The analogy to government spending is clear. What is really happening, though? The baker, who is now forced to spend $250 to repair his window, has to scratch his plan to buy a new kneading machine. With this kneading machine, he was planning to make his production more efficient and lower the price of his bread. Not only will the baker now be unable to realize his plans, but the manufacturer of the kneading machine will not get those $250 that are now in the hands of the glazier. While one stream of spending (via the glazier) has been established, another stream (via the kneading machine manufacturer) failed to get established. In other words, The glazier’s gain of business is merely the manufacturer’s loss of business. It is obvious that nothing has been gained.
The situation is even worse, though. The baker had already paid for the glass pane when the shop was built. Now he will have to pay again because circumstances force him to change his priorities. In the end, the baker has gained nothing, but he is now lacking $250 that would have been used for an investment to make bread cheaper – the obvious benefit for his customers now fails to materialize.
We can further illustrate the point by exaggerating: if the hoodlum who smashed the window and forced the baker to pay the glazier (in our analogy, the government that takes away money and decides where it will be spent) causes the generation of money and employment in ever-widening circles, why don’t we torch our houses and have them rebuilt? It would create employment for builders, lumber manufacturers, drywall manufacturers and so on. Right? Of course not. By torching our houses, we destroy economic goods. Labor and materials to replace the houses are now missing elsewhere. Lumber and other building materials become more expensive. Scarcities ensue. The unfortunate but intuitive fact is that the destruction of goods does not make a people wealthier but poorer.
What about the government, then? The government spends money following political expediency. Political pet projects are seldom aimed at creating sustainable jobs. Yes, the government creates jobs. However, those jobs are normally not productive in terms of the GDP. You cannot eat government forms, not can you build a house or a car with government forms. It is important to consider a job’s contribution to the gross domestic product or, in other words, to the people’s wealth. A private company is forced to keep their administrative overhead low to remain competitive (few paper-pushers). Conversely, the government is under no compulsion to reduce its administrative costs (many paper-pushers). A good example for a political pet project is the San Francisco salt marsh harvest mouse (see this document, page 3, a public spending program that was appropriately ridiculed). While proponents of the salt marsh project claim job creation, the jobs are temporary and cease to exist when the pork money runs out. Moreover, the jobs do not create tangible economic output as opposed to, say, jobs in companies tha produce bread, steel, drywalls, or computers. Paper pushers or pet projects – none of them contribute to the GDP. However, to pay for them, money needs to be taken away elsewhere – higher taxation. This is money taken away from productive branches of the industry. In our baker example, the baker, forced to pay higher taxes, is now missing the money for a crucial investment to make bread cheaper. In the economy, employers are missing the money for investment or new employment. And the spending multiplier – irrespective of how fancy the equation is – does not take the transfer of funds from productive parts of the economy to unproductive parts into account.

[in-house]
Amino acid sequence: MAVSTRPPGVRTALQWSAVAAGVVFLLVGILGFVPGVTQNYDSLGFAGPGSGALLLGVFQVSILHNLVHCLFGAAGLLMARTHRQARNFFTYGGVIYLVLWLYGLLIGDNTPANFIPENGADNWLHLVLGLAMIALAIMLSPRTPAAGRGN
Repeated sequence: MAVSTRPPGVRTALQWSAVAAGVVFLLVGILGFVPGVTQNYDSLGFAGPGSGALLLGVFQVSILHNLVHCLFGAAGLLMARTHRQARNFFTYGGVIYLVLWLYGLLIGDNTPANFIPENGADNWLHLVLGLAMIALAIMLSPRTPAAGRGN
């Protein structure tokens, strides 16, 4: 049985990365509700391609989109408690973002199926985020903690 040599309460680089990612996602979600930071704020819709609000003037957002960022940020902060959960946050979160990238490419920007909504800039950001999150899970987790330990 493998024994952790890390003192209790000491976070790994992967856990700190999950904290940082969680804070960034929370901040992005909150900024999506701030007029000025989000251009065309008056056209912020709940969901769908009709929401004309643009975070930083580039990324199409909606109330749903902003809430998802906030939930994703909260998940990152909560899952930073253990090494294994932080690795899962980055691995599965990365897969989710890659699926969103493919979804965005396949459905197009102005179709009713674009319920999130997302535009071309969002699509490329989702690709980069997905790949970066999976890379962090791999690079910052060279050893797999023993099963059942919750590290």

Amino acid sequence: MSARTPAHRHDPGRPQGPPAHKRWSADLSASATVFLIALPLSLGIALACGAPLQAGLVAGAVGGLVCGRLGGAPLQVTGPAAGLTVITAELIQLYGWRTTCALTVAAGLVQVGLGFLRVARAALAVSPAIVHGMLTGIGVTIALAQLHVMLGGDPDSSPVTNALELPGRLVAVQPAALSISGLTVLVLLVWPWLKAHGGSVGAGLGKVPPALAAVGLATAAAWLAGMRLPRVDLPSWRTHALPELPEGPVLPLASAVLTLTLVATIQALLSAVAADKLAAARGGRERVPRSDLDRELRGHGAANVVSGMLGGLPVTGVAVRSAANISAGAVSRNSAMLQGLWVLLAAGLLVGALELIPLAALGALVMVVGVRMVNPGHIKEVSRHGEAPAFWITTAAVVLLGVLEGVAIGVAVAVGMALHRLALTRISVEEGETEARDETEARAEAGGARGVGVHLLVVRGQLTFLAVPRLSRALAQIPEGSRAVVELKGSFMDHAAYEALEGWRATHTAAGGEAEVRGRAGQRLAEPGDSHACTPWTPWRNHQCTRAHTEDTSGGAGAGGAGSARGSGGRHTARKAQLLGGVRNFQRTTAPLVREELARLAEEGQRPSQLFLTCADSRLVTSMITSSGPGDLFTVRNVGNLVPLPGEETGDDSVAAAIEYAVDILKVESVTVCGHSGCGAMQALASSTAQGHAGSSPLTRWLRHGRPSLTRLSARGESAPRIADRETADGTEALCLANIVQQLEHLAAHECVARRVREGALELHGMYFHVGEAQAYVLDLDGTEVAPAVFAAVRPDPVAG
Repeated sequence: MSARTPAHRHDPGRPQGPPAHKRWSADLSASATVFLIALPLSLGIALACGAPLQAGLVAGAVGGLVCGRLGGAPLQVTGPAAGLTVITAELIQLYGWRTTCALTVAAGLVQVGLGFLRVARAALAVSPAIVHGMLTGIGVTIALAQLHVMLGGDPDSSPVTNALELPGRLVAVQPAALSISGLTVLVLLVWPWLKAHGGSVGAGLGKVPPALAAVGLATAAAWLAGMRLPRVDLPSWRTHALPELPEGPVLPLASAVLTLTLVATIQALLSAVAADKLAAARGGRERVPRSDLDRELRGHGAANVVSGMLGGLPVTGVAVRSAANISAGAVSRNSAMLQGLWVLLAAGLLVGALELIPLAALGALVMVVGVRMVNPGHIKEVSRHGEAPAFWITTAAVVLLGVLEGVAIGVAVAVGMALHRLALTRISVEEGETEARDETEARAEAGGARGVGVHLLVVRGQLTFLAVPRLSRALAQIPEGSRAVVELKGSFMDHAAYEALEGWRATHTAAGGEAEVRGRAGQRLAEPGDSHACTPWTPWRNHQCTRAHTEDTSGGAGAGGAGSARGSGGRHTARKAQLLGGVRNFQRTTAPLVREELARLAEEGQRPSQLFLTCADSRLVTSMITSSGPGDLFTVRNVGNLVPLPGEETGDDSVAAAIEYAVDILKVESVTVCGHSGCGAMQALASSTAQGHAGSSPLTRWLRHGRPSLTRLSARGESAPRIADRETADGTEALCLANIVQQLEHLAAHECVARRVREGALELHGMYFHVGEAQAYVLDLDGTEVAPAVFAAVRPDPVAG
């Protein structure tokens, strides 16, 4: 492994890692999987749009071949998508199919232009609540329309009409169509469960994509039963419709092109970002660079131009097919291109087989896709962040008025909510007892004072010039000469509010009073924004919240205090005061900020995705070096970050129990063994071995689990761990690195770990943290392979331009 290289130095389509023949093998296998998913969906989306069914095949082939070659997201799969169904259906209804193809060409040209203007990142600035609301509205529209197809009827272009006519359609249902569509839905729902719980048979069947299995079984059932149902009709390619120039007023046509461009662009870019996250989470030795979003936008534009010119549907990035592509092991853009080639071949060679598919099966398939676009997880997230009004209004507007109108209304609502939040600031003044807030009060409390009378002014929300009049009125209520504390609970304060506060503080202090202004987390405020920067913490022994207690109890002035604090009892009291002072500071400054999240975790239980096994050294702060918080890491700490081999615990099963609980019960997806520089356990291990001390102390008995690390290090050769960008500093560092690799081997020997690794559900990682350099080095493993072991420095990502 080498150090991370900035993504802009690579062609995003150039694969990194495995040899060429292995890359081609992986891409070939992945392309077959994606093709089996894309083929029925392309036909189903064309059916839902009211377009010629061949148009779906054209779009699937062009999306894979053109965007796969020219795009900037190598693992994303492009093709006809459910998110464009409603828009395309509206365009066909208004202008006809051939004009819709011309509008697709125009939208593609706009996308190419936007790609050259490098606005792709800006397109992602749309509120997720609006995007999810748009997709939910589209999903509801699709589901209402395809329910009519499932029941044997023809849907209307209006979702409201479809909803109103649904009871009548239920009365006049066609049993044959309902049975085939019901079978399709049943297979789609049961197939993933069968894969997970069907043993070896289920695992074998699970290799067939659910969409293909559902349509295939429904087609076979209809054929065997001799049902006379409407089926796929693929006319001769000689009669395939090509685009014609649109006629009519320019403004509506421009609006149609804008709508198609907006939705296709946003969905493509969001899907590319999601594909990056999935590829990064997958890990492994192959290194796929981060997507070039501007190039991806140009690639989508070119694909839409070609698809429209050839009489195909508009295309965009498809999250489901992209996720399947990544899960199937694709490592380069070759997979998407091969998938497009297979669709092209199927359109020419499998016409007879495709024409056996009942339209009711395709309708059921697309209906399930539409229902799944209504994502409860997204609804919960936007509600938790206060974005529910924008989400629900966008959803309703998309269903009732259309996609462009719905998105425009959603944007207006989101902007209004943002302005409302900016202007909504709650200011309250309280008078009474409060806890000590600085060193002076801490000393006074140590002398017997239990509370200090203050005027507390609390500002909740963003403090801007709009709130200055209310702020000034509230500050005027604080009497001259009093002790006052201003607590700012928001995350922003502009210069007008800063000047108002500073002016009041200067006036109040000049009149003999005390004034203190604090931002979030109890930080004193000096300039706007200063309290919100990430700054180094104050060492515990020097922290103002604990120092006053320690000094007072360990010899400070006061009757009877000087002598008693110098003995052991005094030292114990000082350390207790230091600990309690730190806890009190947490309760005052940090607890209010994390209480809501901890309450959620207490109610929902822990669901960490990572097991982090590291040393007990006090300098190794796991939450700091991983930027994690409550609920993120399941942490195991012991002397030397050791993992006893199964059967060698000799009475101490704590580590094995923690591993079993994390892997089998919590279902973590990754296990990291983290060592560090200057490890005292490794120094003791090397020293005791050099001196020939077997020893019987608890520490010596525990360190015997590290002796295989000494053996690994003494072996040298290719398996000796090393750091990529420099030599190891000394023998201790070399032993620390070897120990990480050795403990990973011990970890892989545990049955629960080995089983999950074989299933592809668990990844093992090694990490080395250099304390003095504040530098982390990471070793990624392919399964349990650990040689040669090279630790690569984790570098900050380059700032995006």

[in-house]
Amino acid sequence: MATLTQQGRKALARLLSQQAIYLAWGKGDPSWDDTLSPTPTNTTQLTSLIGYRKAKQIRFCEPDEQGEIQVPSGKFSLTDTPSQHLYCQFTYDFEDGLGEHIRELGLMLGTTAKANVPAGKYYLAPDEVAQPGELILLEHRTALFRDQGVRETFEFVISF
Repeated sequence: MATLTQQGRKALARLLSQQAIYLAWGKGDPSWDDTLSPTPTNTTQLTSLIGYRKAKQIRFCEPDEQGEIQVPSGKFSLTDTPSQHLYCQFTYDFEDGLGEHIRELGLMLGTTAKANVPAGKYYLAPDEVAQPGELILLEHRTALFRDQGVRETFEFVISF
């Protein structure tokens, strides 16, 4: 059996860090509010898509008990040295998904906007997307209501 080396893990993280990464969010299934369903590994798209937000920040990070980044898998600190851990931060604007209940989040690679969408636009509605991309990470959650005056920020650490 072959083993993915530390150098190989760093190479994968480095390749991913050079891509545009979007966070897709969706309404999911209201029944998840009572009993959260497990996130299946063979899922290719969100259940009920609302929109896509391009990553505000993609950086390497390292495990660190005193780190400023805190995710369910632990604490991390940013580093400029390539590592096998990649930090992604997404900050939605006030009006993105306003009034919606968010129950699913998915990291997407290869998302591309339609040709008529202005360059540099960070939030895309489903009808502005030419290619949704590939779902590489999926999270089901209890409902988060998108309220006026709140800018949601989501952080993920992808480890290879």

To conclude: the main fallacy of the spending multiplier lies in the assessment of MPC. The multitude of factors that influences the propensity to consume is not taken into account. While government spending may have a small and transient positive effect on consumer spending (thus increasing MPC), there are numerous factors that reduce MPC. Among those factors are taxation and inflation (less money available for consumption), unemployment, and insecurity over the economic development. All these factors have the power to cause negative marginal propensity to consume and therefore a multiplier that is less than unity.
It is illogical that money taken away from the economy and then given back to the economy by the government should have any positive effect (m>1) on GDP. Rather, history proves that m<1 and government spending hurts the economy.
Akerlof George A. , Shiller Robert J. Animal Spirits (2009)
Hicks John R. Econometrica: Journal of the Econometric Society, 1937 Mr. Keynes and the “Classics”; A Suggested Interpretation.